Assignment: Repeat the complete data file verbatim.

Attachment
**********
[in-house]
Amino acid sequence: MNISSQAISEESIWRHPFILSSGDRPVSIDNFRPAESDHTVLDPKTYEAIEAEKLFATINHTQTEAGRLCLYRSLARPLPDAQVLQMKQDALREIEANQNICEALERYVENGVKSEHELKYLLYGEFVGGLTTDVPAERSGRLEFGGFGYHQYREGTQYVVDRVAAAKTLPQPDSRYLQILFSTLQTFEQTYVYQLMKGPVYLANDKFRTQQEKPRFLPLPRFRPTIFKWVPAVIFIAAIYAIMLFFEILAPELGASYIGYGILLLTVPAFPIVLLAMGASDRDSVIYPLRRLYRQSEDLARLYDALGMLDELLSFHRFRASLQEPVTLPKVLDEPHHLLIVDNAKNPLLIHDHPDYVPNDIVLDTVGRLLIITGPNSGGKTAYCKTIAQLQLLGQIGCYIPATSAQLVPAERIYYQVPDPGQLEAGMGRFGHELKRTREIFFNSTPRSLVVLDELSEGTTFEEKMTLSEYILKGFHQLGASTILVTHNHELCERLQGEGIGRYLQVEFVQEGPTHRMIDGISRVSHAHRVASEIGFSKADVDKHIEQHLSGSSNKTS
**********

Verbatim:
[in-house]
Amino acid sequence: MNISSQAISEESIWRHPFILSSGDRPVSIDNFRPAESDHTVLDPKTYEAIEAEKLFATINHTQTEAGRLCLYRSLARPLPDAQVLQMKQDALREIEANQNICEALERYVENGVKSEHELKYLLYGEFVGGLTTDVPAERSGRLEFGGFGYHQYREGTQYVVDRVAAAKTLPQPDSRYLQILFSTLQTFEQTYVYQLMKGPVYLANDKFRTQQEKPRFLPLPRFRPTIFKWVPAVIFIAAIYAIMLFFEILAPELGASYIGYGILLLTVPAFPIVLLAMGASDRDSVIYPLRRLYRQSEDLARLYDALGMLDELLSFHRFRASLQEPVTLPKVLDEPHHLLIVDNAKNPLLIHDHPDYVPNDIVLDTVGRLLIITGPNSGGKTAYCKTIAQLQLLGQIGCYIPATSAQLVPAERIYYQVPDPGQLEAGMGRFGHELKRTREIFFNSTPRSLVVLDELSEGTTFEEKMTLSEYILKGFHQLGASTILVTHNHELCERLQGEGIGRYLQVEFVQEGPTHRMIDGISRVSHAHRVASEIGFSKADVDKHIEQHLSGSSNKTS